In the midst of World War I, in February-March 1917, the tsarist regime which had ruled Russia since the fourteenth century collapsed with startling speed and finality. The causes of its breakdown were many and reached deep into history, but the most immediate of them was public dissatisfaction with the conduct of the war. Russian armies did not acquit themselves well in the campaigns of 1914-16, being repeatedly beaten by the Germans and forced to abandon to them vast and rich territories, including Poland. There were widespread rumors of treason in high places which alienated conservative elements. The inhabitants of cities were angered by inflation and shortages of food and fuel. The spark that ignited the revolutionary conflagration was a mutiny of the Petrograd military garrison, manned by superannuated peasant conscripts. Once the mutiny erupted, public order broke down in no time, the process being encouraged by liberal and radical politicians eager to take over power. With the abdication of Nicholas II on March 2, the entire bureaucratic machinery of the state dissolved.

- From Russia Under the Bolshevik Regime by Richard Pipes

The End of Anything is a Danger Zone





[Photo by Brooke Lark at Unsplash]


I've heard that one of the most dangerous stages of any road trip is when you are returning home and are close to your house. You may be tired and thus let down your guard. Perhaps you are less attentive because you have - at least in your mind - already returned.

A similar danger faces novelists. Consider how often you have been impressed by a novel until you near the ending. One wonders if fatigue and the desire to finish the damned thing cause many writers to cut corners. They just get sloppy. Either way, the danger zone for any novel is in the last chapter or two.

You can find similar dangers with meetings, conversations, dates and other areas. Parting is not sweet sorrow. Often it is simply sorrow.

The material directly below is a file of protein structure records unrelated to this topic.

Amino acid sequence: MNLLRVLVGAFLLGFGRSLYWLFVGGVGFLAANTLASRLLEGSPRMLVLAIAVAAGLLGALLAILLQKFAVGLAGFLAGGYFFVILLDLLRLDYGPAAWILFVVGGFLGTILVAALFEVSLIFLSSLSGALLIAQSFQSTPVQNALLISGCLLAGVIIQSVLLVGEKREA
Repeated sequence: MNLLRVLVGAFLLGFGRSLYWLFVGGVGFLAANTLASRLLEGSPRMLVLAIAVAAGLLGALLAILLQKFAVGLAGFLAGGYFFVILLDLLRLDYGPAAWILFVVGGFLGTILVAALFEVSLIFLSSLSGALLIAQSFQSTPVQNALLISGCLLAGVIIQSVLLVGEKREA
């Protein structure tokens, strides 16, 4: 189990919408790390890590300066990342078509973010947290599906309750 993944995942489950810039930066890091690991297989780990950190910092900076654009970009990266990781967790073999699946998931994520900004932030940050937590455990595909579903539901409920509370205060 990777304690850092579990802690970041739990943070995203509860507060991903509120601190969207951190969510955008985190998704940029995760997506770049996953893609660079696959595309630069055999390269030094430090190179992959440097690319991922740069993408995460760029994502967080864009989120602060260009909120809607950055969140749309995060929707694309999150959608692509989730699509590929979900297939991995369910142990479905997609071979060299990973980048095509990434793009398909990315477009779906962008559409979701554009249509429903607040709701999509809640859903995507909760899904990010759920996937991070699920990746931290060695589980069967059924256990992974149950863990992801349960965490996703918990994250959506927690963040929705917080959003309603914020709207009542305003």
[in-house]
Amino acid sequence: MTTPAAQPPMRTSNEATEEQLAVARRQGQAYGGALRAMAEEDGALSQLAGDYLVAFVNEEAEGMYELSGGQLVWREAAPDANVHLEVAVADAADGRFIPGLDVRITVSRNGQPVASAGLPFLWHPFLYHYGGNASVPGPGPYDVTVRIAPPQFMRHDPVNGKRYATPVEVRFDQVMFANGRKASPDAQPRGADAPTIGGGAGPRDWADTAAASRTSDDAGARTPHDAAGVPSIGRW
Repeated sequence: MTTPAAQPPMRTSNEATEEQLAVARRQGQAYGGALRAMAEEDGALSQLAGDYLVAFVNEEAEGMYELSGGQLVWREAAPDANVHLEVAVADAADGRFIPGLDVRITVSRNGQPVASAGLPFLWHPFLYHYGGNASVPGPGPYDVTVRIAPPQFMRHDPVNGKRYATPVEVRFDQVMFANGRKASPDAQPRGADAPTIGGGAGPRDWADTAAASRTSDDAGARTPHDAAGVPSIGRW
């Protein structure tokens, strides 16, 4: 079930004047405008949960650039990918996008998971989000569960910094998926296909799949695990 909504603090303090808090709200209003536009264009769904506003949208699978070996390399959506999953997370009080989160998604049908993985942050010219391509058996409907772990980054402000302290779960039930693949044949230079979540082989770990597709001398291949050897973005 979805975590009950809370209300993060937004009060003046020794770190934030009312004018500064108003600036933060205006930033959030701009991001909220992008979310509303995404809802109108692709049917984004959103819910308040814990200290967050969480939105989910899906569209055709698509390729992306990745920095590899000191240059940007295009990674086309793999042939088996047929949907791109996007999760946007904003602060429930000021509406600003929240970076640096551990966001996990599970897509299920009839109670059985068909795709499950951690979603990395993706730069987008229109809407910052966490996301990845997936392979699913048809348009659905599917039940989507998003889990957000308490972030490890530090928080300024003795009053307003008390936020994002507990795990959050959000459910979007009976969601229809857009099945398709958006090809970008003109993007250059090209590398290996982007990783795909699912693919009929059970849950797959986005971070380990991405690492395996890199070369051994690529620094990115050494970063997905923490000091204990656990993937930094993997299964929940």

May your internal alarm bell ring whenever you near the end of anything. That is where the goblins lurk. 

Quick Look

The trailer for "Giant."

Writing in The Weekly Standard, John Podhoretz reviews a new book on the making of the film.

GQ's PC Reading List



[Photo by Morgan Basham at Unsplash]


The editors of GQ list "21 books you don't have to read."

Understatement alert: They don't make their case.

This excerpt provides a glimpse at their mindset:

"I actually love Lonesome Dove, but I'm convinced that the cowboy mythos, with its rigid masculine emotional landscape, glorification of guns and destruction, and misogynistic gender roles, is a major factor in the degradation of America."

Wait until they get to Hemingway and Twain. 

Did I somehow miss that the list is a clever attempt at satire?

Seeking Silence



The Hammock Papers has Thomas Merton's thoughts on silence.

I find myself seeking silence far more than in the past: turning off the radio while in the car, pausing in my work for brief moments of meditation, and settling into a quiet place where I can simply consider what is being overlooked.

The maxim "Silence is golden" is frequently true and yet silence is not always silent. It has an eloquence that connects us even more intensely to the world.

On Order

Image result for gaddis on grand strategy amazon

First Paragraph

"What happens in Vegas stays in Vegas," teases the city's risqué advertising slogan as it invites visitors to lose their inhibitions, violate their moral principles, forget about their spouses, and ignore their credit card balances. A metropolitan area of 1.8 million people in the Mojave Desert, Sin City encourages irresponsible behavior about everything from sex to water.

- From Unquenchable: America's Water Crisis and What to Do About It by Robert Glennon

Quick Look

The trailer for "Charlie Wilson's War."

Quote of the Day

Success on any major scale requires you to accept responsibility. In the final analysis, the one quality that all successful people have is the ability to take on responsibility.